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Contact Info

Björn Usadel.
Worringer Weg 1
52062 Aachen
Email: usadel /ta/
usadel /ta/

Phone: +49 241 80 26767
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Fascination of Plants Day 2015

On May 18, 2015 the group will particpate in the Fascination of Plants Day.

Learn about the fascinating world about nightshade plants (Solanaceae). Beside the well-known representatives tomato, potato or tobacco there are a lot more species like cape gooseberry or the blue colored Mexican tomatillo. Alongside the use as food and animal feed, Solanaceous plants have a high potential in production of novel pharmaceuticals or bioactive compounds. We will open our collections of Solanaceae for demonstration. Apart from scientific introduction, there also will be interesting experiments with on fruits in which you can participate (suitable for people from 9-99).

You can find us in the greenhouses close to the biological institutes (Worringer Weg 3, 52074 Aachen) between 10 and 16.


Am 18. Mai beteiligt sich die Gruppe am Fascination of Plants Day.

Lernt die faszinierende Welt der Nachtschattengewächse kennen. Neben den bekannten Vertretern wie Tomate, Kartoffel oder Tabak gibt es noch viele andere, wie die Kapstachelbeere und die aus Mexiko kommende blaue Tomatillo. Nachtschattengewächse sind nicht nur Obst und Gemüse, aus ihnen können auch neue Arzneimittel und Zusatzstoffe gewonnen werden. Wir zeigen Beispiele aus unserer aktuellen Forschung und Experimente zum Anschauen, Anfassen und Mitmachen. (Für Interessierte von 9-99)

Das Event findet von 10-16h bei den Gewächshäusern der biologischen Institute der RWTH Aachen statt (Worringer Weg 3, 52074 Aachen)


The effect of the Carbon Status on minor carbohydrates and the cell wall

(Co-PI A.Womit)

As the cell wall represents a major carbon sink it seems likely that its metabolism might be affected by the carbon status. Indeed there are several pieces of omics data that suggest at least a coordination of cell wall synthesis by decreasing amounts of C. As an example, it has been consistently observed that the nucleotide sugar converting enzymes seem to be transcriptionally regulated by changing carbon availability. To pursue this question, we have established an LC-MS/MS based method to measure nucleotide-sugar pools which –as the precursors for cell wall synthesis- represent the link between primary metabolism and cell synthesis.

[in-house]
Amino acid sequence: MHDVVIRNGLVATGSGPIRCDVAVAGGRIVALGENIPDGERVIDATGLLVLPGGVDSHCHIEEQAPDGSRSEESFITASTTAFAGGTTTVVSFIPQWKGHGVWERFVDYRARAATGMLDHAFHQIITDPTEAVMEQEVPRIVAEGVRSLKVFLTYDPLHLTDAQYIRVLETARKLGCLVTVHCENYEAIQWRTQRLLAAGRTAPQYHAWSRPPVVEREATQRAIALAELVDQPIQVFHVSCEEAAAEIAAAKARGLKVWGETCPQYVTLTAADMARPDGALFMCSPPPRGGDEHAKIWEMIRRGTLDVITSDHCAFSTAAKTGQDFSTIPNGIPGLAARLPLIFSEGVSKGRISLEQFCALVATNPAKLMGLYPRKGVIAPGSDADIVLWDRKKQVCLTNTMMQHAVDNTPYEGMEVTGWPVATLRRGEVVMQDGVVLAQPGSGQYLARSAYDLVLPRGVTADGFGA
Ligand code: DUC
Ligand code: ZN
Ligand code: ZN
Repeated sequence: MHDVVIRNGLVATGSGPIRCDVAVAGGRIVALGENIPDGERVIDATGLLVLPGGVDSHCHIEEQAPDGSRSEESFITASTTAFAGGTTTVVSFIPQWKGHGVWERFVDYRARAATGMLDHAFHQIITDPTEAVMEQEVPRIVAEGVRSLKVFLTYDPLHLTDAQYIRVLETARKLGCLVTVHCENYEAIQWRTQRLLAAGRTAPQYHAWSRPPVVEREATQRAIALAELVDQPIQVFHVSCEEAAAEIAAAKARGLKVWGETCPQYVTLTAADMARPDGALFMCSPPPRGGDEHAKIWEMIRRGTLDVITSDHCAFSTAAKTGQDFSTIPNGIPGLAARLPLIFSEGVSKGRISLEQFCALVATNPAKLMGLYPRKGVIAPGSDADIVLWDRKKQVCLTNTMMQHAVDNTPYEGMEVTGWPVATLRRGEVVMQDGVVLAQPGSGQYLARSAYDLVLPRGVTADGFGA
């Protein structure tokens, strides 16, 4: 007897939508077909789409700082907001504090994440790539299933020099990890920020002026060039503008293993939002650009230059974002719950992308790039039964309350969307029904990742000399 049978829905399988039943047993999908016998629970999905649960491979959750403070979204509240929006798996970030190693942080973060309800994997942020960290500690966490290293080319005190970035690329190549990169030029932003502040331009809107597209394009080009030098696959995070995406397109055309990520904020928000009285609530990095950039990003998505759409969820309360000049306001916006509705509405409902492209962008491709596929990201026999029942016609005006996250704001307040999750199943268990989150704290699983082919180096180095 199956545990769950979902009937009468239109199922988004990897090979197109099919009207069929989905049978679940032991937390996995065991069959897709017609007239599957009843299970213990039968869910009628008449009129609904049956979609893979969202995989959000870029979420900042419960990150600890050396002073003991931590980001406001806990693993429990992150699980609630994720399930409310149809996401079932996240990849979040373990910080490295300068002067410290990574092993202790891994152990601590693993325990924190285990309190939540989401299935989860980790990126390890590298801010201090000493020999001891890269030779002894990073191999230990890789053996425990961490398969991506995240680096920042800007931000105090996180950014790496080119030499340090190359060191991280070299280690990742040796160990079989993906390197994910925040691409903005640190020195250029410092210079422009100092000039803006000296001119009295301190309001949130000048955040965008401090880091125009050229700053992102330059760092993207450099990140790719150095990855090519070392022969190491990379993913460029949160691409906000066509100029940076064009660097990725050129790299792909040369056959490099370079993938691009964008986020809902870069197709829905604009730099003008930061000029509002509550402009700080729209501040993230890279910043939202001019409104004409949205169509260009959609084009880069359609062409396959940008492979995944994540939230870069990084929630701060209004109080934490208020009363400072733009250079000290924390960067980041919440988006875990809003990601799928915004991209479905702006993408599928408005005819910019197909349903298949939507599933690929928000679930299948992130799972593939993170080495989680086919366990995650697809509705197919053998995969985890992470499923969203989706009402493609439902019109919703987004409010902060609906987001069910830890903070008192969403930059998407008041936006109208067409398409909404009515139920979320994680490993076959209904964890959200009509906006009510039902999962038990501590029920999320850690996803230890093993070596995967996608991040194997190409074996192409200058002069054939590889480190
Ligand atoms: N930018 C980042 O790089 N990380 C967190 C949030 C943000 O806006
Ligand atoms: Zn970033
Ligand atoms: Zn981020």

As several enzymatic reactions in the sugar conversion pathways are currently unknown, we are cloning candidate genes and investigating their role in Arabidopsis profiting from the output of the protein classification and network approaches. Furthermore, we have conducted a forward genetic screen where the seed mucilage was used as a simple system to study cell wall polymer synthesis and are currently studying the obtained candidate lines.

Identifying Cell Wall Biosynthesis genes using a simple model

The plant cell wall is complex consisting of cellulosic fibres embedded into a matrix of pectins and hemicelluloses. Whilst a tremendous amount of data was generated using mutant collections, not all cell wall mutants are viable and not in all cases is it possible to directly determine changes in the cell wall composition without a fractionation of the cell wall.

Interestingly Arabidopsis thaliana seeds extrude a substance called mucilage upon contact with water. As it turns out a major component of the mucilage is rhamnogalacturonan-I which is also one of the major components in cell wall pectin. However, the mucilage is extremely easy to extract and Arabidopsis seeds are perfectly viable with relatively little mucilage or in mutants and/or ecotypes not extruding mucilage.